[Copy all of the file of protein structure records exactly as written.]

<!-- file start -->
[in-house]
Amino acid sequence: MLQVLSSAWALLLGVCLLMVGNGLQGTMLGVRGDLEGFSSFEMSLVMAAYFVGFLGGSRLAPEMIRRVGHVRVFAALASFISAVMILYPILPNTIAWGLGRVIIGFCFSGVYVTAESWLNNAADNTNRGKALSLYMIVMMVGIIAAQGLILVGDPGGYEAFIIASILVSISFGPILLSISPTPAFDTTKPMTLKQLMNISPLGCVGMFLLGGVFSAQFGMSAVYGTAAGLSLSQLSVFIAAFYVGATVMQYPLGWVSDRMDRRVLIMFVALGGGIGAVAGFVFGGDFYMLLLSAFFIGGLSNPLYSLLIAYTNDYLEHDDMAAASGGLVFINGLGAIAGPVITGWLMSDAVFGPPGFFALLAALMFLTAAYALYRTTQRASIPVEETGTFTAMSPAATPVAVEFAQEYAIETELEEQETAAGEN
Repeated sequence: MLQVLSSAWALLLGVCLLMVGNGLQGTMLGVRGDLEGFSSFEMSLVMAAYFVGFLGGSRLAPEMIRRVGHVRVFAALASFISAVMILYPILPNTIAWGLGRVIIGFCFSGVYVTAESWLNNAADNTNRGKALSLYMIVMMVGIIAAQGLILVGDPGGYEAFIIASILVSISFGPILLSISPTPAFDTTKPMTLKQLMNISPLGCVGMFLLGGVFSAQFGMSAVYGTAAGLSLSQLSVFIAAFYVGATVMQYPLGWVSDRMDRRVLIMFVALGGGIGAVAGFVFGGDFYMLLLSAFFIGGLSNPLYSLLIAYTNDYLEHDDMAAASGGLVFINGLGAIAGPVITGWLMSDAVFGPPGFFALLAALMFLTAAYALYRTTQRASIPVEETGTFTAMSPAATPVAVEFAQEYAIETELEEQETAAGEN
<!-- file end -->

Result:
[in-house]
Amino acid sequence: MLQVLSSAWALLLGVCLLMVGNGLQGTMLGVRGDLEGFSSFEMSLVMAAYFVGFLGGSRLAPEMIRRVGHVRVFAALASFISAVMILYPILPNTIAWGLGRVIIGFCFSGVYVTAESWLNNAADNTNRGKALSLYMIVMMVGIIAAQGLILVGDPGGYEAFIIASILVSISFGPILLSISPTPAFDTTKPMTLKQLMNISPLGCVGMFLLGGVFSAQFGMSAVYGTAAGLSLSQLSVFIAAFYVGATVMQYPLGWVSDRMDRRVLIMFVALGGGIGAVAGFVFGGDFYMLLLSAFFIGGLSNPLYSLLIAYTNDYLEHDDMAAASGGLVFINGLGAIAGPVITGWLMSDAVFGPPGFFALLAALMFLTAAYALYRTTQRASIPVEETGTFTAMSPAATPVAVEFAQEYAIETELEEQETAAGEN
Repeated sequence: MLQVLSSAWALLLGVCLLMVGNGLQGTMLGVRGDLEGFSSFEMSLVMAAYFVGFLGGSRLAPEMIRRVGHVRVFAALASFISAVMILYPILPNTIAWGLGRVIIGFCFSGVYVTAESWLNNAADNTNRGKALSLYMIVMMVGIIAAQGLILVGDPGGYEAFIIASILVSISFGPILLSISPTPAFDTTKPMTLKQLMNISPLGCVGMFLLGGVFSAQFGMSAVYGTAAGLSLSQLSVFIAAFYVGATVMQYPLGWVSDRMDRRVLIMFVALGGGIGAVAGFVFGGDFYMLLLSAFFIGGLSNPLYSLLIAYTNDYLEHDDMAAASGGLVFINGLGAIAGPVITGWLMSDAVFGPPGFFALLAALMFLTAAYALYRTTQRASIPVEETGTFTAMSPAATPVAVEFAQEYAIETELEEQETAAGEN